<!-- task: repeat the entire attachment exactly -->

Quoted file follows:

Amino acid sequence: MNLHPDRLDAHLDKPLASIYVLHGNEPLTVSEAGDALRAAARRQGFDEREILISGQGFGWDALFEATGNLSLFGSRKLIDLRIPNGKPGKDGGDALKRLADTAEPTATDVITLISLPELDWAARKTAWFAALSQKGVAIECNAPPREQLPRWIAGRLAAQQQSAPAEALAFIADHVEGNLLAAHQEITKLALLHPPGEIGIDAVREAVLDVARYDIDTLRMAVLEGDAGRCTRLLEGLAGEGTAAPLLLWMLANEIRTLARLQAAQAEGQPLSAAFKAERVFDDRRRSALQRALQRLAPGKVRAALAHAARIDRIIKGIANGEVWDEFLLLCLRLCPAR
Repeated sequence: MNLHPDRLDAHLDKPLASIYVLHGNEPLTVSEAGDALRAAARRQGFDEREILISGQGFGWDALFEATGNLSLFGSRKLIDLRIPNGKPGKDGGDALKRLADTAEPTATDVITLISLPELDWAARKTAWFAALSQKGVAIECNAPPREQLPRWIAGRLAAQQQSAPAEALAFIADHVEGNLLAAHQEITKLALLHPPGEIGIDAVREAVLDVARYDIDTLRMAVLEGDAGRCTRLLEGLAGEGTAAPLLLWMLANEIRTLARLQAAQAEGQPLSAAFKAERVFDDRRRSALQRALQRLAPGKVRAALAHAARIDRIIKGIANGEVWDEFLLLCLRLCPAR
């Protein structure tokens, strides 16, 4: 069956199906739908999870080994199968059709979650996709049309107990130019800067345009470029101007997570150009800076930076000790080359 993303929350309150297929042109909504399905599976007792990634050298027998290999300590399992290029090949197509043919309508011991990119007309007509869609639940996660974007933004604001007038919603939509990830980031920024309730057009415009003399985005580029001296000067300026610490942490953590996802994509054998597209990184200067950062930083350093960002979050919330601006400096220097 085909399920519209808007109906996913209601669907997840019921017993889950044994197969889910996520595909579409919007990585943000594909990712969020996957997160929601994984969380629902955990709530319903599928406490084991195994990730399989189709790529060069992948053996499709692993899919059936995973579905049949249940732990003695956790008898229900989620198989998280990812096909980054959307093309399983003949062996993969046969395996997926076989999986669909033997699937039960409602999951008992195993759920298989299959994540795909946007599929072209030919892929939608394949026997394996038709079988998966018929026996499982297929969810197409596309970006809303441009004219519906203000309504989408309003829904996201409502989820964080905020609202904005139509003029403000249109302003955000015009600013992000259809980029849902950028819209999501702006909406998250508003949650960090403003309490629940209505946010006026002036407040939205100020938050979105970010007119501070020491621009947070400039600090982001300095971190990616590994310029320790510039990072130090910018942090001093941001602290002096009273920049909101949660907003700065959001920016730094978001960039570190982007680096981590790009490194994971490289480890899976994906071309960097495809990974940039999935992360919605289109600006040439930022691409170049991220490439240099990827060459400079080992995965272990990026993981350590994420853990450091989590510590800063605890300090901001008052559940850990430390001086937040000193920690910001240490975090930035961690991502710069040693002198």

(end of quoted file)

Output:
Amino acid sequence: MNLHPDRLDAHLDKPLASIYVLHGNEPLTVSEAGDALRAAARRQGFDEREILISGQGFGWDALFEATGNLSLFGSRKLIDLRIPNGKPGKDGGDALKRLADTAEPTATDVITLISLPELDWAARKTAWFAALSQKGVAIECNAPPREQLPRWIAGRLAAQQQSAPAEALAFIADHVEGNLLAAHQEITKLALLHPPGEIGIDAVREAVLDVARYDIDTLRMAVLEGDAGRCTRLLEGLAGEGTAAPLLLWMLANEIRTLARLQAAQAEGQPLSAAFKAERVFDDRRRSALQRALQRLAPGKVRAALAHAARIDRIIKGIANGEVWDEFLLLCLRLCPAR
Repeated sequence: MNLHPDRLDAHLDKPLASIYVLHGNEPLTVSEAGDALRAAARRQGFDEREILISGQGFGWDALFEATGNLSLFGSRKLIDLRIPNGKPGKDGGDALKRLADTAEPTATDVITLISLPELDWAARKTAWFAALSQKGVAIECNAPPREQLPRWIAGRLAAQQQSAPAEALAFIADHVEGNLLAAHQEITKLALLHPPGEIGIDAVREAVLDVARYDIDTLRMAVLEGDAGRCTRLLEGLAGEGTAAPLLLWMLANEIRTLARLQAAQAEGQPLSAAFKAERVFDDRRRSALQRALQRLAPGKVRAALAHAARIDRIIKGIANGEVWDEFLLLCLRLCPAR
């Protein structure tokens, strides 16, 4: 069956199906739908999870080994199968059709979650996709049309107990130019800067345009470029101007997570150009800076930076000790080359 993303929350309150297929042109909504399905599976007792990634050298027998290999300590399992290029090949197509043919309508011991990119007309007509869609639940996660974007933004604001007038919603939509990830980031920024309730057009415009003399985005580029001296000067300026610490942490953590996802994509054998597209990184200067950062930083350093960002979050919330601006400096220097 085909399920519209808007109906996913209601669907997840019921017993889950044994197969889910996520595909579409919007990585943000594909990712969020996957997160929601994984969380629902955990709530319903599928406490084991195994990730399989189709790529060069992948053996499709692993899919059936995973579905049949249940732990003695956790008898229900989620198989998280990812096909980054959307093309399983003949062996993969046969395996997926076989999986669909033997699937039960409602999951008992195993759920298989299959994540795909946007599929072209030919892929939608394949026997394996038709079988998966018929026996499982297929969810197409596309970006809303441009004219519906203000309504989408309003829904996201409502989820964080905020609202904005139509003029403000249109302003955000015009600013992000259809980029849902950028819209999501702006909406998250508003949650960090403003309490629940209505946010006026002036407040939205100020938050979105970010007119501070020491621009947070400039600090982001300095971190990616590994310029320790510039990072130090910018942090001093941001602290002096009273920049909101949660907003700065959001920016730094978001960039570190982007680096981590790009490194994971490289480890899976994906071309960097495809990974940039999935992360919605289109600006040439930022691409170049991220490439240099990827060459400079080992995965272990990026993981350590994420853990450091989590510590800063605890300090901001008052559940850990430390001086937040000193920690910001240490975090930035961690991502710069040693002198």